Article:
USGA Will Transport Fans to 1895 in New US Open Experience

The U.S. Golf Association will host an interactive experience at the U.S. Open this year featuring a 117-year history of golf as told through historical media content and data.

Fans entering the experience will be taken through the sport’s most storied moments and championships in the form of immersive videos, photos, articles, scoring and player statistics.

The U.S. Open History Experience features archives tapped from the USGA Golf Museum, including publications, periodicals, magazines, daily newspapers and personal correspondence dating as far back as the first championship in 1895.

“Whether it is Ben Hogan’s 1-iron at Merion in 1950 or Tiger Woods’ putt at Torrey Pines in 2008, the U.S. Open has supplied many of golf’s signature moments,” said Navin Singh, USGA’s head of global content and media distribution, in a statement.

This new USGA experience takes fans through golf history.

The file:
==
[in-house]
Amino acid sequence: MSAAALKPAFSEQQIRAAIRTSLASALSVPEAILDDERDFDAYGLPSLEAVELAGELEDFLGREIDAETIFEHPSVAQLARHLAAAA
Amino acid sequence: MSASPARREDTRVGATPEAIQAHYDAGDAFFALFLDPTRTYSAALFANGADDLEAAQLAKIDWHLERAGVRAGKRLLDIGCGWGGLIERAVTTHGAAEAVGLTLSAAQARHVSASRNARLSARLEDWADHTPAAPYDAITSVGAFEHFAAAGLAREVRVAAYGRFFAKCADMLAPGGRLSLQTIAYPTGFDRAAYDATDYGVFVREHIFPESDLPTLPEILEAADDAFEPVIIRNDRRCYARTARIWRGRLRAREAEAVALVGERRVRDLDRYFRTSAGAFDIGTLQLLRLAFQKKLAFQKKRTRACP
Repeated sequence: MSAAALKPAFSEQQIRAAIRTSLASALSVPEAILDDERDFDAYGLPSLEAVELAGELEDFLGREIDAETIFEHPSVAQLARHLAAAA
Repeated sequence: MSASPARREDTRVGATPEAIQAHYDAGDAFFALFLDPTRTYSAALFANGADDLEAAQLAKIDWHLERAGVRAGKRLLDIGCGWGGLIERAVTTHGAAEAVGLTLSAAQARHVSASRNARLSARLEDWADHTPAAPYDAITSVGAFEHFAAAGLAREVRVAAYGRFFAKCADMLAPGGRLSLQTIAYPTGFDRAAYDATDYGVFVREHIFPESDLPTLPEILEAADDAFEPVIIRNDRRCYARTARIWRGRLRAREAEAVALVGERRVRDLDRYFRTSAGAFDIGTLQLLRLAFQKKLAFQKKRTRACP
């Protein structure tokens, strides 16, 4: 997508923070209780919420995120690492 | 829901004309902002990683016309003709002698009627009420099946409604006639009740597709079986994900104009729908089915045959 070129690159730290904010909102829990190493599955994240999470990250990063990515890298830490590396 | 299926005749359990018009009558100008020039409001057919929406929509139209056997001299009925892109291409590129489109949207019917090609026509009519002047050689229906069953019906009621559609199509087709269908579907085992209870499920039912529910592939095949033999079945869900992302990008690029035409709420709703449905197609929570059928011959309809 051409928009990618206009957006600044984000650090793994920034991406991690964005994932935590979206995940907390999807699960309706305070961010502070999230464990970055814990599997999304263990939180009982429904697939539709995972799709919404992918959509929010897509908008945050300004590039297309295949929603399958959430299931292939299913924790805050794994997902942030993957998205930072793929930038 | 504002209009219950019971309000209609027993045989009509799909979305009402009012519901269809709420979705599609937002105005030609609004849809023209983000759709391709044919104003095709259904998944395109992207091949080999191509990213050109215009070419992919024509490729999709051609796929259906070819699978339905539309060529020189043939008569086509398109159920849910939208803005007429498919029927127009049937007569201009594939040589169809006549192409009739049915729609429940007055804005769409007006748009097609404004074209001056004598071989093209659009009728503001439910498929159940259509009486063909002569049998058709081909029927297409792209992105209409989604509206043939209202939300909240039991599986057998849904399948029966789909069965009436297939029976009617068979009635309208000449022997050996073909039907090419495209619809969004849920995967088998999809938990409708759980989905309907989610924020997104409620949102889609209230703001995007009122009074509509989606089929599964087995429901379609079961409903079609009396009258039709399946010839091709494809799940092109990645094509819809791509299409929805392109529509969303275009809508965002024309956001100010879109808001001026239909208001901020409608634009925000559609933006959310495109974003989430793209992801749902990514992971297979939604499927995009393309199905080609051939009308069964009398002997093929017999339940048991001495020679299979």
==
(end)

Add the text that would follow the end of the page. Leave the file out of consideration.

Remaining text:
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The experience will be held at Shinnecock Hills, one of the USGA’s founding clubs and the only club that has hosted the U.S. Open in three different centuries. It will feature reflections from the three living Shinnecock Hills champions: Raymond Floyd (1986), Corey Pavin (1995) and Retief Goosen (2004). Other pivotal moments on display will be Jack Nicklaus’ 1-iron on the 17th hole at Pebble Beach in 1972 and Payne Stewart’s putt to seal victory at Pinehurst in 1999.

Golf enthusiasts will be able to view full-field hole-by-hole scoring data from more than 60 U.S. Opens, going all the way back to the 1897 championship. Hole-by-hole scores are available for all 117 U.S. Open champions. Detailed player statistics, including driving distance, putting, and greens in regulation, will be accessible from select U.S. Opens dating as far back as 1940.

SportTechie Takeaway

The USGA has been working over the last few years to revamp its brand by incorporating new digital features and experiences that tend to attract younger fans.

Last year, USGA and FOX Sports partnered to integrate augmented reality and aerial drones into the coverage of the U.S. Open. The golf association also upgraded its app last year to feature live streaming coverage, real-time scoring, and player highlights that ran alongside media content.

At the time, Singh said the USGA was “committed to bringing a fully immersive digital experience” to the sport’s global fan base.

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